Jennifer E. Beaver
It all boils down to coffee.
I love talking to other gardeners because I learn so much. In the past month, I’ve had the honor of discussing edible gardening with members of the Long Beach Gardening Club and the Lakewood Community Garden. Both are outstanding organizations with lively, interesting, knowledgeable members.
Three questions popped up related to the same unlikely subject– coffee.
When asked, Can I use coffee grounds on my plants?, I answered with my usual rap. Coffee is fine on acid-loving plants like azaleas, blue hydrangeas, camellias, gardenias and blueberries.
Well, at both meetings I was gently told that coffee (and coffee grounds) enhance everything! So I did some research, and here’s what I found:
Most experts say coffee grounds are wizards in the compost bin but should be used sparingly as a top dressing, and then only for acid-loving plants. Be careful using it on fruiting plants such as tomatoes. Coffee grounds add nitrogen– essential for leaves and green color– but may cannibalize soil’s phosphorous, which is necessary for flowering and, eventually, those ripe tomatoes.
If this is too much chemistry for you, as it is for me, I suggest sprinkling those used grounds sparingly and see what happens.
The next question: What type of worms is used in worm bins, and where can we get them? The answer is red worms, or red wiggler worms, and you can get them on Amazon. I am not kidding.
But what, you ask, does that have to do with coffee? Turns out that worms like coffee, too. When intrepid Washington master gardeners used up 270 pounds of coffee in their worm bins, they found that these happy wigglers produced high-quality compost– and lots of it. Worms can eat and expel their own weight every day. Use the grounds soon after brewing to avoid souring, which attracts fruit flies.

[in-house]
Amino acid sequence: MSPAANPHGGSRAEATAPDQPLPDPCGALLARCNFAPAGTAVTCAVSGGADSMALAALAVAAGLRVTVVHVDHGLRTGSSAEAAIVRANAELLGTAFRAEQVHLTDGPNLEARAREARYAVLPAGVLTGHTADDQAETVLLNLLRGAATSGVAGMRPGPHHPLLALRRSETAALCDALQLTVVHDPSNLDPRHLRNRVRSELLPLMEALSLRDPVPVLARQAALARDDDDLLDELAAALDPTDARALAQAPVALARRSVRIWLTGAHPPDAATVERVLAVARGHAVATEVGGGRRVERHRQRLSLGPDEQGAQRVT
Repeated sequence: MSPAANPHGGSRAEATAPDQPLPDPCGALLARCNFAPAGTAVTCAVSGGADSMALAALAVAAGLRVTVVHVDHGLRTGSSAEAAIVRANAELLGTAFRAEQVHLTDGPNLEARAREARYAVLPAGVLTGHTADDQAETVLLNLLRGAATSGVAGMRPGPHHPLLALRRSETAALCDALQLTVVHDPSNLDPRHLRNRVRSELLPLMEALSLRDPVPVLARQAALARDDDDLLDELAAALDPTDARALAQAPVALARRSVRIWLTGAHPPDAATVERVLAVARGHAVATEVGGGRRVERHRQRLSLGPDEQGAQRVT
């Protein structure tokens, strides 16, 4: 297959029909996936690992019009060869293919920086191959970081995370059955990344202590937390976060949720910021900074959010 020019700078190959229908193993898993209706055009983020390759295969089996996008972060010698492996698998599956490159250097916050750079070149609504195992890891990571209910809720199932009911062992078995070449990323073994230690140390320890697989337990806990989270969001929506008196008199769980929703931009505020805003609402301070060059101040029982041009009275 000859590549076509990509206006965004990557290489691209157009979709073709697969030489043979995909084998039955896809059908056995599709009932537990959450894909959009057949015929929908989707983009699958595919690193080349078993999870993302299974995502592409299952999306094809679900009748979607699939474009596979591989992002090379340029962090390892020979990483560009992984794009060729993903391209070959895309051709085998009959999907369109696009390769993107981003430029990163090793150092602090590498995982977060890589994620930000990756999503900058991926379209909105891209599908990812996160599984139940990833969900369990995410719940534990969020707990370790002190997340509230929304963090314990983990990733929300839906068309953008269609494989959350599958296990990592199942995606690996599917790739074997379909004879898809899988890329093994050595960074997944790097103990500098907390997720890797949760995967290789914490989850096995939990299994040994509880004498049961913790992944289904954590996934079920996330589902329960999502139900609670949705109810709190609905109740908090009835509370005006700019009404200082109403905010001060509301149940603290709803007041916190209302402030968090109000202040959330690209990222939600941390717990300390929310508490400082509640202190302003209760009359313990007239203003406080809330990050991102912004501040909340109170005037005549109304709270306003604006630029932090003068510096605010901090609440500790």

For more on composting and vermiposting (composting using worms), attend a free workshop. Stop by the LA County-sponsored event on Nov. 12 from 9:30am to 11am at Birney School, 710 W. Spring St. (ladpw.org). On Nov. 19, visit a Long Beach-hosted session at 2929 E. Willow St. from 10:30am to 12:30pm (longbeach-recycles.org). Discounted bins will be available.
The last question: My basil plant isn’t doing well; what can I do to help it flourish? Well, by now I bet you know the answer: Coffee. According to Organic Gardening magazine, spraying undiluted, cooled coffee on basil plants gives them a boost.
Jennifer E. Beaver, a Wrigley resident, is a master gardener and author of Edible Gardening for California.